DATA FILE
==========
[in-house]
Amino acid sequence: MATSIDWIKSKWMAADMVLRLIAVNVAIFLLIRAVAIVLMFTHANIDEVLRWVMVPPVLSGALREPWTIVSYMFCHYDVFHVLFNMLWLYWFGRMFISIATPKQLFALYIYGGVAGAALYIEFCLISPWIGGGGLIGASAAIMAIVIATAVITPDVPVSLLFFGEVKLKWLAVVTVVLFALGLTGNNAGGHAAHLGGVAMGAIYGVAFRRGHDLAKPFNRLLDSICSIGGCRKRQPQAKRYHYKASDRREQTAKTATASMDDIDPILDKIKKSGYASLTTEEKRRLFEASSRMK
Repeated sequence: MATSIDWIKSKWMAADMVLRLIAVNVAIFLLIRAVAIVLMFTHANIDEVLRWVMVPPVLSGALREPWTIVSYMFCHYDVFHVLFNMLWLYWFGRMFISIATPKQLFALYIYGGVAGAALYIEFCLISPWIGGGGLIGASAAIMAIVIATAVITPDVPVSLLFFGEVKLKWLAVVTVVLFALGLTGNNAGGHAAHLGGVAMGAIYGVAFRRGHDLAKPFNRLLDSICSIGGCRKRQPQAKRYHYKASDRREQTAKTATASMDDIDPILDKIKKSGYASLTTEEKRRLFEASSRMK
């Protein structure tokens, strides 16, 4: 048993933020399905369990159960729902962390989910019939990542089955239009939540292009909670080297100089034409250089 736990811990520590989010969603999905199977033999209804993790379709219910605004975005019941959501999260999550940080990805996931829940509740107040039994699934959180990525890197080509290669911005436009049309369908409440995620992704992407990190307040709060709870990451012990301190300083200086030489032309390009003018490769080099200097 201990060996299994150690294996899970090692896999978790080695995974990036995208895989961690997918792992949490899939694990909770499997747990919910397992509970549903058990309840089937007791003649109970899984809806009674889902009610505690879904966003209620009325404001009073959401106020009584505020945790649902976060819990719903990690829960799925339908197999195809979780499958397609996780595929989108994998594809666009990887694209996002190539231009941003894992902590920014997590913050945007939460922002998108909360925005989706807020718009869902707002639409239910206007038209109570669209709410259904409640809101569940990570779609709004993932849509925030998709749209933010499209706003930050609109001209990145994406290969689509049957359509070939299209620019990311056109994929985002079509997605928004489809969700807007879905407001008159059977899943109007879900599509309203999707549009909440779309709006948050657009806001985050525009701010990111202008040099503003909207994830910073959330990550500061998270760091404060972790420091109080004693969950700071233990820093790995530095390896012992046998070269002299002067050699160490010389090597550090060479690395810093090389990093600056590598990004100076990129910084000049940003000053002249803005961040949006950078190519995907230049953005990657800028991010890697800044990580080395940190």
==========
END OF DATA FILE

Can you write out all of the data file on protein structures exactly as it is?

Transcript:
[in-house]
Amino acid sequence: MATSIDWIKSKWMAADMVLRLIAVNVAIFLLIRAVAIVLMFTHANIDEVLRWVMVPPVLSGALREPWTIVSYMFCHYDVFHVLFNMLWLYWFGRMFISIATPKQLFALYIYGGVAGAALYIEFCLISPWIGGGGLIGASAAIMAIVIATAVITPDVPVSLLFFGEVKLKWLAVVTVVLFALGLTGNNAGGHAAHLGGVAMGAIYGVAFRRGHDLAKPFNRLLDSICSIGGCRKRQPQAKRYHYKASDRREQTAKTATASMDDIDPILDKIKKSGYASLTTEEKRRLFEASSRMK
Repeated sequence: MATSIDWIKSKWMAADMVLRLIAVNVAIFLLIRAVAIVLMFTHANIDEVLRWVMVPPVLSGALREPWTIVSYMFCHYDVFHVLFNMLWLYWFGRMFISIATPKQLFALYIYGGVAGAALYIEFCLISPWIGGGGLIGASAAIMAIVIATAVITPDVPVSLLFFGEVKLKWLAVVTVVLFALGLTGNNAGGHAAHLGGVAMGAIYGVAFRRGHDLAKPFNRLLDSICSIGGCRKRQPQAKRYHYKASDRREQTAKTATASMDDIDPILDKIKKSGYASLTTEEKRRLFEASSRMK
């Protein structure tokens, strides 16, 4: 048993933020399905369990159960729902962390989910019939990542089955239009939540292009909670080297100089034409250089 736990811990520590989010969603999905199977033999209804993790379709219910605004975005019941959501999260999550940080990805996931829940509740107040039994699934959180990525890197080509290669911005436009049309369908409440995620992704992407990190307040709060709870990451012990301190300083200086030489032309390009003018490769080099200097 201990060996299994150690294996899970090692896999978790080695995974990036995208895989961690997918792992949490899939694990909770499997747990919910397992509970549903058990309840089937007791003649109970899984809806009674889902009610505690879904966003209620009325404001009073959401106020009584505020945790649902976060819990719903990690829960799925339908197999195809979780499958397609996780595929989108994998594809666009990887694209996002190539231009941003894992902590920014997590913050945007939460922002998108909360925005989706807020718009869902707002639409239910206007038209109570669209709410259904409640809101569940990570779609709004993932849509925030998709749209933010499209706003930050609109001209990145994406290969689509049957359509070939299209620019990311056109994929985002079509997605928004489809969700807007879905407001008159059977899943109007879900599509309203999707549009909440779309709006948050657009806001985050525009701010990111202008040099503003909207994830910073959330990550500061998270760091404060972790420091109080004693969950700071233990820093790995530095390896012992046998070269002299002067050699160490010389090597550090060479690395810093090389990093600056590598990004100076990129910084000049940003000053002249803005961040949006950078190519995907230049953005990657800028991010890697800044990580080395940190």